Waverly survivor recalls horrific day
When Clint Edmonson of Chapel Hill was 34 years old, he was in his 11th year of working for the L&N out of Nashville.
He was a "car man" who worked to maintain and repair freight cars, as well as to assist when there was a wreck. It was hard, dirty work and until you built up seniority you got night and weekend shifts, but back then it was considered one of the better jobs to have.
Late in the evening of Feb. 22, 1978, Edmonson's crew was nearly through working a wreck in Gallatin when they got word that there had been a derailment in Waverly. They set off for the scene in their own little train: an engine pulling the 500-ton railway wrecker, plus the dining car, kitchen and bunkhouse for the men. At daylight on the 23rd, they could see what they were dealing with: a westbound L&N train had derailed near the center of the Humphreys County seat. Among the 23 cars that came off the tracks were two 30,000-gallon tanker cars filled with liquid propane gas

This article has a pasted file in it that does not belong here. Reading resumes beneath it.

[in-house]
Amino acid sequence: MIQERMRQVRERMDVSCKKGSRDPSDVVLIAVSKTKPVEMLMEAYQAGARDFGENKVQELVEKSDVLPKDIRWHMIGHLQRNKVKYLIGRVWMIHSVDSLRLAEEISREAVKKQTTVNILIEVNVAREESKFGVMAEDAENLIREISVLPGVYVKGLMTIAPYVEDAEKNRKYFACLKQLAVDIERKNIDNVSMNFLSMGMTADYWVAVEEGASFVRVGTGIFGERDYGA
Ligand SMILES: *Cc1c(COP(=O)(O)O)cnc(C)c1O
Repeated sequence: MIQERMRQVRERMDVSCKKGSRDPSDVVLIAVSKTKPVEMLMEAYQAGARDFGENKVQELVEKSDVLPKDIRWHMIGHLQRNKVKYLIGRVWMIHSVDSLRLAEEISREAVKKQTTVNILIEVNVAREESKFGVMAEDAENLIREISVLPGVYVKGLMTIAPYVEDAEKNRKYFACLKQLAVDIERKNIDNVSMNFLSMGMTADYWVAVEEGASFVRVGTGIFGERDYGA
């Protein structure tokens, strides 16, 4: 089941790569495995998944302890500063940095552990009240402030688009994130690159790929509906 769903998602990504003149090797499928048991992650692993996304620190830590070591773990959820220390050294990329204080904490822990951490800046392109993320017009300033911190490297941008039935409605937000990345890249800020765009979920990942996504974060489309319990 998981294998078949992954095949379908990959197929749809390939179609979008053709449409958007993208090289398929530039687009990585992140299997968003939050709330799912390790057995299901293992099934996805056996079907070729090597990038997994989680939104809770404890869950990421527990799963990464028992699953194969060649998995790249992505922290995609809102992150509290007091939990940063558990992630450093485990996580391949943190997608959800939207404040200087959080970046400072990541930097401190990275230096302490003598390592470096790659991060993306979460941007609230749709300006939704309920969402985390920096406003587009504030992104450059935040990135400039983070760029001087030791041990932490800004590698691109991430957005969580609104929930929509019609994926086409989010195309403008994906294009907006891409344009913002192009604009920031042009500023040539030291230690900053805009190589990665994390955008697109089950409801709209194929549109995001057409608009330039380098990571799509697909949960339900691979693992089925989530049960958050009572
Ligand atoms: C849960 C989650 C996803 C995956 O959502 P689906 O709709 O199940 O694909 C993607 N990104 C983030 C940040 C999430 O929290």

Edmonson and the group spent the day removing debris from the tracks and by 8 p.m. the way was clear and open to limited traffic.
See Wednesday's Tribune for the complete story.